I want to tell you a story.
There was a church. A church full of good, loving people. People who love God. People who love people.
One Sunday, a homeless man wandered onto the property of this church, walked into the nearest building, and wandered into a classroom. He came walking in just as this Sunday School class was about to begin.
He sat down, placing a worn and weathered backpack against the wall.
The class began as normal. Having a visitor in the class meant introductions. Those were completed quickly and the lesson began.
Throughout the planned lesson, the visitor often interjected his thoughts. At times what he said was succinct and contributed to the discussion. More often, however, his comments weren’t on topic and often were rambling.
A good many in the class sat listening, almost humoring this interesting visitor to their class. A few looked a bit perturbed that their normal class had taken a bit of a detour that day. There was a general feeling of uneasiness that grew each time he spoke up.
The teacher responded well, trying to keep the discussion on topic in a friendly manner.
At one point the homeless man stood up, left the room. Glances all around wondering if he would come back. Of course he would come back – he left his bag in the room. His only belongings. It says a lot about his faith in church folk – that they wouldn’t rifle though his stuff. Turns out he just need a visit to the bathroom.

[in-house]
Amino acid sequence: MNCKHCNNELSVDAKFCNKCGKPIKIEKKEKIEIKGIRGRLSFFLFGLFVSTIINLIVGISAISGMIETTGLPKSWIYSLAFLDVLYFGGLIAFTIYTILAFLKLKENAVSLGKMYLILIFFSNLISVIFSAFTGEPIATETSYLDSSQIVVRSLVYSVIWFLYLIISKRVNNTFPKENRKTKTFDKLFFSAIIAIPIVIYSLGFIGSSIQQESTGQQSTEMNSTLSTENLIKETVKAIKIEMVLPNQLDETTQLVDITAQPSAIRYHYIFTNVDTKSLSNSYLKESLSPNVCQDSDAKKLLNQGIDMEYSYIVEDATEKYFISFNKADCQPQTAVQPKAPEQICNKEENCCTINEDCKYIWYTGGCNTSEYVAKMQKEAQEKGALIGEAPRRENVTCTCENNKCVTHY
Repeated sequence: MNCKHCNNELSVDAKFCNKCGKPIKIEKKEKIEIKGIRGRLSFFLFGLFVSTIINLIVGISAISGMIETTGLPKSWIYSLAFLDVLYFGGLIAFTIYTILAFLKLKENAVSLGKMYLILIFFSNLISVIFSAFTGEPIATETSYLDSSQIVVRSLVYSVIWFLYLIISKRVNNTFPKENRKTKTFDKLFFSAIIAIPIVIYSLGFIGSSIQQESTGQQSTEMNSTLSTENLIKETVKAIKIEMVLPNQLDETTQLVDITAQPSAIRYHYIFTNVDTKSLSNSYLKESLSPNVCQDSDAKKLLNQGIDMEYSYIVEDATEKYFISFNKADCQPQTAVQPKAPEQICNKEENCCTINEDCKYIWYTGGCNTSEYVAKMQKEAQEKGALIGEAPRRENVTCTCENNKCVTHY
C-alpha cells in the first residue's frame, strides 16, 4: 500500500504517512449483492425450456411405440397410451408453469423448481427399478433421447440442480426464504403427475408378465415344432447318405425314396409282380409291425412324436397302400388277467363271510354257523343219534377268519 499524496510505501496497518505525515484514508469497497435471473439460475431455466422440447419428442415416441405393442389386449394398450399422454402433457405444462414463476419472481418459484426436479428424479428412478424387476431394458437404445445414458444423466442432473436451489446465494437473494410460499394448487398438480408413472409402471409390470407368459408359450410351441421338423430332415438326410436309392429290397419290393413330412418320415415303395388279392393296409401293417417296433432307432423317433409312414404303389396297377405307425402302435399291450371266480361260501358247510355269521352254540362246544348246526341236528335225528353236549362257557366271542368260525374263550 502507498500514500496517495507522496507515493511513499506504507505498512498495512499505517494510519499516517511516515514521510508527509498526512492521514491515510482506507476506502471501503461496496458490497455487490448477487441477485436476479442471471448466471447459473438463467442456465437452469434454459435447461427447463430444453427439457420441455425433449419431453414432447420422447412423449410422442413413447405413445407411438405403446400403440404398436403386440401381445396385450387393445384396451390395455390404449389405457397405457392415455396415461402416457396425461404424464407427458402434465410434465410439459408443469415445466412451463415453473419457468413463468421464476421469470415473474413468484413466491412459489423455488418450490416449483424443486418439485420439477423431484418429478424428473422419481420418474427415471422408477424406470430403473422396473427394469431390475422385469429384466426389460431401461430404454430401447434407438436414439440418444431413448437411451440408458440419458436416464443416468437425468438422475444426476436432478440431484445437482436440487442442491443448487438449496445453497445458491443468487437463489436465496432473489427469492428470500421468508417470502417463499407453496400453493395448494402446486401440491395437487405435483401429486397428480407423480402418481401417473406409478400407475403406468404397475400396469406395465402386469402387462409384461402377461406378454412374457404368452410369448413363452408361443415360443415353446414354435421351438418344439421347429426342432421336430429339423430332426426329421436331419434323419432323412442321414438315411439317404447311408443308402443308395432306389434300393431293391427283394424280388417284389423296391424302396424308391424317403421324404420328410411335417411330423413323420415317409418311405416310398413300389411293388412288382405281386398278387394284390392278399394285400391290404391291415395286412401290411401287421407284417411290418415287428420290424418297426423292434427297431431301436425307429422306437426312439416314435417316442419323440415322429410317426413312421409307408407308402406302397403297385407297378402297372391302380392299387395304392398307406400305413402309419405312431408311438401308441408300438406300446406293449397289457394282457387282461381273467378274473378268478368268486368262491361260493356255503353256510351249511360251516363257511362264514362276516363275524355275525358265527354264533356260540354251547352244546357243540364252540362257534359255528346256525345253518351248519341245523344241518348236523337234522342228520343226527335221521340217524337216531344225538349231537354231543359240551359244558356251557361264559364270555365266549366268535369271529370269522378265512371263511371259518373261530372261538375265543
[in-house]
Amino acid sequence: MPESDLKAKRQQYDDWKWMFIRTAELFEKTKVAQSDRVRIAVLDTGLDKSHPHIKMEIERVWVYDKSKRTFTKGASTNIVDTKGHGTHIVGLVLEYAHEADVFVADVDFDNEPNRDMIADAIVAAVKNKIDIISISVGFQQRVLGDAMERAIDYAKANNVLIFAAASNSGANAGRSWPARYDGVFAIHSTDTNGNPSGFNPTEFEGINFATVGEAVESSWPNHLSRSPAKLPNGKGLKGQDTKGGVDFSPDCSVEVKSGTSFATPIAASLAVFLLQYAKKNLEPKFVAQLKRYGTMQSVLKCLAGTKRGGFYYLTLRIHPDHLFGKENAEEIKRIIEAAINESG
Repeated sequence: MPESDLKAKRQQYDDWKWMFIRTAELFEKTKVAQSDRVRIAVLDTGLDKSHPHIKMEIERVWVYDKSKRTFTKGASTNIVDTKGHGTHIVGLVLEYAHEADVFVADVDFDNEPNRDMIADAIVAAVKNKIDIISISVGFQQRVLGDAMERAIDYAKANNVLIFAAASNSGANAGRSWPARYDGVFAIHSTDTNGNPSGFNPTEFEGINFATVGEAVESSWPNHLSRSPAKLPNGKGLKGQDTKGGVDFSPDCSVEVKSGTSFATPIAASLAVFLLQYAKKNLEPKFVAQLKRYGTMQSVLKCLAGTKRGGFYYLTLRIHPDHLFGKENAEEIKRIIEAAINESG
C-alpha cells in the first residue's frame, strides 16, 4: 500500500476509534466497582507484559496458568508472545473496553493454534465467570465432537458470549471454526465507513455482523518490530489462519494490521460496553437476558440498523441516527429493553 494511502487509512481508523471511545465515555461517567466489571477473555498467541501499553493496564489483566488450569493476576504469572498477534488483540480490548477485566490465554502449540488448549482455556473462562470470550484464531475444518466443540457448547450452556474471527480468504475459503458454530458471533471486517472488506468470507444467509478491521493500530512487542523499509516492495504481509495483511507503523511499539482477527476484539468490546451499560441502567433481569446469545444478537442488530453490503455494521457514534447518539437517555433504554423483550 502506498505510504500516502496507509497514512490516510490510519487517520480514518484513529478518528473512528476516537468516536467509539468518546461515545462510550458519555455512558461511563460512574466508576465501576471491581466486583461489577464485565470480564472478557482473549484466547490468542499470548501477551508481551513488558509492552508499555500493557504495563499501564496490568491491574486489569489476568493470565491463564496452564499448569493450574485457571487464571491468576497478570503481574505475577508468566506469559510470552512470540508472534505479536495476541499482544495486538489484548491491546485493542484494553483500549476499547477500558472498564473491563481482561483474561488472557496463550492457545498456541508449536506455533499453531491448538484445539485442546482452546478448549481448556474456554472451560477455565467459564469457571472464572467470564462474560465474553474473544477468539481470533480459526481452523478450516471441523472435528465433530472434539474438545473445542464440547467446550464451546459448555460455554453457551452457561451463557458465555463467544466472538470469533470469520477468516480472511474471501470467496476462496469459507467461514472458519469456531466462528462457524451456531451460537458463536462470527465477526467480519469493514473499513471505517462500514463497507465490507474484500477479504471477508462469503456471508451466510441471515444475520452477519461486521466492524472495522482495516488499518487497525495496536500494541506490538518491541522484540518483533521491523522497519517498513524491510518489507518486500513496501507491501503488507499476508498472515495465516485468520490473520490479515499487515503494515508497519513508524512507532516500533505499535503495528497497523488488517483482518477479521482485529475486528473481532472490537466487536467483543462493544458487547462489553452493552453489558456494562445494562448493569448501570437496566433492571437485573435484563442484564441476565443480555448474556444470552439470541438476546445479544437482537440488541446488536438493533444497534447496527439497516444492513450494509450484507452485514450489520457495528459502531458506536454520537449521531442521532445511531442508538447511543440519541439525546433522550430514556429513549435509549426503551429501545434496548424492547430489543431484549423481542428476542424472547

He was asked how he came to the church – was he invited, had he planned to attend? He mentioned he was just walking down the road and thought he would see what it was about. He hadn’t been to church in a while, he said.
As the class came to a close, it was time for prayer. He sat there and said, “Could you pray for me?” before listing a myriad of health troubles and the red tape often associated with medical treatment requiring government assistance. His prognosis was not the best.
Prayer was offered and class was over. Class members got up, knowing that the church service would be starting, children would need to be picked up, the typical between services flurry of activity. Some hurried out to go serve in a nursery or prepare to sing in the service.
The homeless man picked up his bag, walked out the hallway door, and headed down the drive to the road.
Was that the end? Is this some kind of parable? No.
This story is true. This story haunts me. Why? Let’s look at scripture…
Matthew 25: 41-45 “Then the King will turn to those on the left and say, ‘Away with you, you cursed ones, into the eternal fire prepared for the devil and his demons.[g] For I was hungry, and you didn’t feed me. I was thirsty, and you didn’t give me a drink. I was a stranger, and you didn’t invite me into your home. I was naked, and you didn’t give me clothing. I was sick and in prison, and you didn’t visit me.’ “Then they will reply, ‘Lord, when did we ever see you hungry or thirsty or a stranger or naked or sick or in prison, and not help you?’ “And he will answer, ‘I tell you the truth, when you refused to help the least of these my brothers and sisters, you were refusing to help me.’